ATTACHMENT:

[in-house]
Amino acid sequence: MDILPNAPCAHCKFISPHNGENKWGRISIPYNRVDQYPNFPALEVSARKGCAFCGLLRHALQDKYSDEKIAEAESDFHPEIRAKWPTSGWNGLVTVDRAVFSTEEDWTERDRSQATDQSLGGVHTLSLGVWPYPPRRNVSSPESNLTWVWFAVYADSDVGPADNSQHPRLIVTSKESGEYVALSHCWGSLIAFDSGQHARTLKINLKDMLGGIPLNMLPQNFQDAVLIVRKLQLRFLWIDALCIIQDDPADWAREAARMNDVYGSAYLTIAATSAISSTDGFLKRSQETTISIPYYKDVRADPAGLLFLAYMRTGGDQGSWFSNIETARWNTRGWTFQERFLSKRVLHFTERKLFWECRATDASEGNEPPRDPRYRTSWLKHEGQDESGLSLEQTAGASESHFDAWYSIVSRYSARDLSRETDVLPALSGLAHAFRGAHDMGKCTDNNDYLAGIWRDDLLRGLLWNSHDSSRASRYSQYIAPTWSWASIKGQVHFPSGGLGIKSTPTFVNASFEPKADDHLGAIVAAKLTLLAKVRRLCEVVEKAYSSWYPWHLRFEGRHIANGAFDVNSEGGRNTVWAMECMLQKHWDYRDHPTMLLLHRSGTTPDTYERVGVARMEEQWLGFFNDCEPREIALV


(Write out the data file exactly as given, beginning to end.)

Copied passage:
[in-house]
Amino acid sequence: MDILPNAPCAHCKFISPHNGENKWGRISIPYNRVDQYPNFPALEVSARKGCAFCGLLRHALQDKYSDEKIAEAESDFHPEIRAKWPTSGWNGLVTVDRAVFSTEEDWTERDRSQATDQSLGGVHTLSLGVWPYPPRRNVSSPESNLTWVWFAVYADSDVGPADNSQHPRLIVTSKESGEYVALSHCWGSLIAFDSGQHARTLKINLKDMLGGIPLNMLPQNFQDAVLIVRKLQLRFLWIDALCIIQDDPADWAREAARMNDVYGSAYLTIAATSAISSTDGFLKRSQETTISIPYYKDVRADPAGLLFLAYMRTGGDQGSWFSNIETARWNTRGWTFQERFLSKRVLHFTERKLFWECRATDASEGNEPPRDPRYRTSWLKHEGQDESGLSLEQTAGASESHFDAWYSIVSRYSARDLSRETDVLPALSGLAHAFRGAHDMGKCTDNNDYLAGIWRDDLLRGLLWNSHDSSRASRYSQYIAPTWSWASIKGQVHFPSGGLGIKSTPTFVNASFEPKADDHLGAIVAAKLTLLAKVRRLCEVVEKAYSSWYPWHLRFEGRHIANGAFDVNSEGGRNTVWAMECMLQKHWDYRDHPTMLLLHRSGTTPDTYERVGVARMEEQWLGFFNDCEPREIALV